Are Zantac and Other Ranitidine Medications Dangerous?

zantac pill bottle

Photo credit: Terry Putman – Shutterstock.com

Is Zantac safe? The popular brand-name stomach medication is included in a recent safety alert from the Food and Drug Administration (FDA). The agency is warning consumers that some ranitidine medications have tested positive for low levels of a toxin that may cause cancer in humans.

Ranitidine is the name for the active ingredient in Zantac and other generics that are used by millions of people to treat and prevent gastrointestinal issues. Known as a histamine-2 blocker, ranitidine decreases the amount of acid created by the stomach. Depending on the strength, ranitidine medications may be prescription or over-the-counter (OTC).

According to the FDA, patients should continue taking ranitidine medications and “trust that their medicines are safe.” Those with concerns about taking prescription ranitidine are advised to talk with their doctor about other treatment options. For those who take the drug OTC, they should find another OTC drug approved for their condition.

“Although NDMA may cause harm in large amounts,” the agency says of the toxin, “the levels the FDA is finding in ranitidine from preliminary tests barely exceed amounts you might expect to find in common foods.”

What Is NDMA? How Did It Get in Medication?

The toxic chemical, known as N-nitrosodimethylamine, or NDMA, is present at extremely low levels in water, meats, and vegetables. At high enough levels, however, NDMA can be dangerous.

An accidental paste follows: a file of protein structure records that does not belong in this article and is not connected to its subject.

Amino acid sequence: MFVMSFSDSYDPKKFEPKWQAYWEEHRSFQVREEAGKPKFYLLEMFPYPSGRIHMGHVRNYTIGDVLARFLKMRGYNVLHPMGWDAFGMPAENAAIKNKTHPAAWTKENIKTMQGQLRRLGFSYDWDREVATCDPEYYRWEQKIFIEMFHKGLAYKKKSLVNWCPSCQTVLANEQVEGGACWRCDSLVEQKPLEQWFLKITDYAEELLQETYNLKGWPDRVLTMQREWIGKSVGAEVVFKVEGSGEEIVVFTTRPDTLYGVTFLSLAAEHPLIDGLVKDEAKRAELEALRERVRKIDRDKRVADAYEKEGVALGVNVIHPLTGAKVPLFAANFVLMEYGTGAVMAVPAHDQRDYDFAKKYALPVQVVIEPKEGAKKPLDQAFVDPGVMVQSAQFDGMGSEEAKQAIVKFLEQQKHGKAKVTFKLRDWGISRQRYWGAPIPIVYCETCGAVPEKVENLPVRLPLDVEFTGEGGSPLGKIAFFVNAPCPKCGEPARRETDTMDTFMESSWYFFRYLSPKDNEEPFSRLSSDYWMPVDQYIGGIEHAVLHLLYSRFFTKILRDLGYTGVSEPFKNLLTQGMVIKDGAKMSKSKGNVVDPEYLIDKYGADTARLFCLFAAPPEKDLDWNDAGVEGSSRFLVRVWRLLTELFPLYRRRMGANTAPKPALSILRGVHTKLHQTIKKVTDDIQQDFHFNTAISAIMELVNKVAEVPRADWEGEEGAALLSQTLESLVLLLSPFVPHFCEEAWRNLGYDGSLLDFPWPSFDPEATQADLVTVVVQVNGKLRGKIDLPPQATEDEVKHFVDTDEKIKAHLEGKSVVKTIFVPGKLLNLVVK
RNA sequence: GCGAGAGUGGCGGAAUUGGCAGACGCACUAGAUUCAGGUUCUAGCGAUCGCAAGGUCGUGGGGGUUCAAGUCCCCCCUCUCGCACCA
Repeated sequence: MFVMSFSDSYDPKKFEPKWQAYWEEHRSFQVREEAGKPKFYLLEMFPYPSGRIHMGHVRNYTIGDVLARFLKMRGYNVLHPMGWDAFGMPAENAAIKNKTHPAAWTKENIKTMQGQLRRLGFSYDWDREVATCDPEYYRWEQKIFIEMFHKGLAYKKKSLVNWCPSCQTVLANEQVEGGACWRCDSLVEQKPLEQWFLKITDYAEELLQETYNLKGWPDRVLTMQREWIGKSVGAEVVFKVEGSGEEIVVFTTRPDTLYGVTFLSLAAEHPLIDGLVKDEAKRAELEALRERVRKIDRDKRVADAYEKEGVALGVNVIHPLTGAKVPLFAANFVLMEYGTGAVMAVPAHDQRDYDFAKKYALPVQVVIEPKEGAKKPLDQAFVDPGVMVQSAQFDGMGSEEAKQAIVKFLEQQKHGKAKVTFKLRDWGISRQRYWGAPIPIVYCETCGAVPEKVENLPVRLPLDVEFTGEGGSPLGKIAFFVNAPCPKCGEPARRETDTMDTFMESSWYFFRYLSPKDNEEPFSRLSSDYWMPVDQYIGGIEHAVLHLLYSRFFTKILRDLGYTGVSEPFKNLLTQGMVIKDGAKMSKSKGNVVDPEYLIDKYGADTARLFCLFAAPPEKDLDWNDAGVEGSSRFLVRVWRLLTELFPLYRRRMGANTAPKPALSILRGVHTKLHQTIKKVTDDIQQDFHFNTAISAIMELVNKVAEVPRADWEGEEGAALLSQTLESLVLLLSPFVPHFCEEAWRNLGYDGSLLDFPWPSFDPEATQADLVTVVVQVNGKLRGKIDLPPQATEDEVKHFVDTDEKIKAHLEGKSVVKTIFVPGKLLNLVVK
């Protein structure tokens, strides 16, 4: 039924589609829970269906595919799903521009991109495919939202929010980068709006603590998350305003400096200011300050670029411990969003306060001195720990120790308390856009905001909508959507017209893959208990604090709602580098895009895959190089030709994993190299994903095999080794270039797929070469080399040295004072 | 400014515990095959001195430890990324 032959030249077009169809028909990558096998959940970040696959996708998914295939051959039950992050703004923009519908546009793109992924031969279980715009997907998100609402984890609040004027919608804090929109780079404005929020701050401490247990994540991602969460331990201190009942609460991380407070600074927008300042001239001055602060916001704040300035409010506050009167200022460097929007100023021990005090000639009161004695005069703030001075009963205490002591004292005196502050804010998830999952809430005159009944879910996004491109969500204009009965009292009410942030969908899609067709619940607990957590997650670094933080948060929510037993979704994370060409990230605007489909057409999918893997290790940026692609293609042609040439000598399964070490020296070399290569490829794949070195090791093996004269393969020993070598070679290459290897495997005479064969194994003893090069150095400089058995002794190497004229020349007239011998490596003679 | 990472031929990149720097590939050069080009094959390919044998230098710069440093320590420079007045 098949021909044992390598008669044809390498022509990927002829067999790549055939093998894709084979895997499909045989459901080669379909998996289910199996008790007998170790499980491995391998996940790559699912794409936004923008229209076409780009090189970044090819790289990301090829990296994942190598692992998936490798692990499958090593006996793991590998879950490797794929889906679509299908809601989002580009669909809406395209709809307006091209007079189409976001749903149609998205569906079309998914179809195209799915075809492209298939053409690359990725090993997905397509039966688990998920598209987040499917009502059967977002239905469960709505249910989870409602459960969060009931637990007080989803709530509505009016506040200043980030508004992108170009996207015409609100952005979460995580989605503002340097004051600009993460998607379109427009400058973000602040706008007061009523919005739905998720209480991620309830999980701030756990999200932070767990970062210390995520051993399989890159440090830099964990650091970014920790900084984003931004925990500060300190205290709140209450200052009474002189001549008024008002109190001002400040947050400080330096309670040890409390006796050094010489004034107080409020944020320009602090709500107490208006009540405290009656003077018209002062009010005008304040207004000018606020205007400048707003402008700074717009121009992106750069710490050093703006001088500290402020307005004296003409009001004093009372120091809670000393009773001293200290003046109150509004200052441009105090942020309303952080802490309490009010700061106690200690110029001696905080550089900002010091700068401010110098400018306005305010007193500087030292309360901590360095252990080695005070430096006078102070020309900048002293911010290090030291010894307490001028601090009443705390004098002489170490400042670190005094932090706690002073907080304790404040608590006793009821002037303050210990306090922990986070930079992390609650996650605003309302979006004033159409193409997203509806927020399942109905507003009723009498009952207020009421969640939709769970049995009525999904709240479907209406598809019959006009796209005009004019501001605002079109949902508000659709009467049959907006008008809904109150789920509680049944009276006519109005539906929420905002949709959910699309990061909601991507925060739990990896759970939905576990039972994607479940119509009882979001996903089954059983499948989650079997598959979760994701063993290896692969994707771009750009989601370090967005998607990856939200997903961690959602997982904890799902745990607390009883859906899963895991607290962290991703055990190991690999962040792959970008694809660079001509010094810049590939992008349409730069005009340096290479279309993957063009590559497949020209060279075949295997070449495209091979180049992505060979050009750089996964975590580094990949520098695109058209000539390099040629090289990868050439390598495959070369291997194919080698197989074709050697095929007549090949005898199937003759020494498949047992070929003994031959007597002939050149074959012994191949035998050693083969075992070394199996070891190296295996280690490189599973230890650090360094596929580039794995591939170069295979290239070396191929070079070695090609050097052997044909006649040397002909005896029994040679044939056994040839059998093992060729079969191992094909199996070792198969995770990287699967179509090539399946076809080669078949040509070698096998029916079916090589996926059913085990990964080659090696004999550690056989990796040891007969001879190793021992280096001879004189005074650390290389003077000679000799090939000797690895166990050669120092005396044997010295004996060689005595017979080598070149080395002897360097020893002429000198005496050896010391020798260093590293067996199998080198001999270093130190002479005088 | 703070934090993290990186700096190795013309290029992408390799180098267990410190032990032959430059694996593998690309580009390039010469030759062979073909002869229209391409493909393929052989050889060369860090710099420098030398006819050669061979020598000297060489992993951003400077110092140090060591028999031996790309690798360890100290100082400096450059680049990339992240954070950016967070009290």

There is conclusive experimental evidence that NDMA causes cancer in animals, which is one of the main reasons it is classified as “probably carcinogenic” to humans by the Environmental Protection Agency (EPA) and the International Agency for Research on Cancer (IARC).

Although it was once used in the production of rocket fuel, NDMA is now only produced in small amounts for research purposes. NDMA can also sometimes be created as an unintended byproduct of industrial processes.

Since NDMA wasn’t supposed to be part of Zantac’s manufacturing process, no one working at Sanofi’s drug-making facility screened for it. The drug was then passed on to consumers without anyone spotting the impurity.

Another Case of Cutting Corners?

In the last year, millions of doses of Valsartan, Losartan, and Irbesartan had to be recalled due to evidence that the blood pressure medications were tainted with nitrosamines, like NDMA. The contamination was eventually tracked back to several specific manufacturers in China and India.

In those plants, cost-saving changes to the manufacturing process led to the creation of the toxic byproducts, which eventually wound up in their ingredients. Drugmakers purchased the contaminated ingredients from the manufacturers in Asia, ultimately passing them on to consumers in America.

At present, the FDA is investigating how NDMA got into ranitidine medications. Agency spokesperson Jeremy Kahn told Bloomberg that they believe the contamination process is different for ranitidine than for the heart medications like Valsartan.

So far, ranitidine medications have not been pulled from shelves in America, though some companies, like Mylan and Novartis, have stopped distributing their generic versions.

On September 17, the Federal Institute for Drugs and Medical Devices in Germany issued a statement saying that some countries in the European Union were recalling ranitidine medications made with ingredients from Saraca Laboratories Limited, an Indian pharmaceutical manufacturer.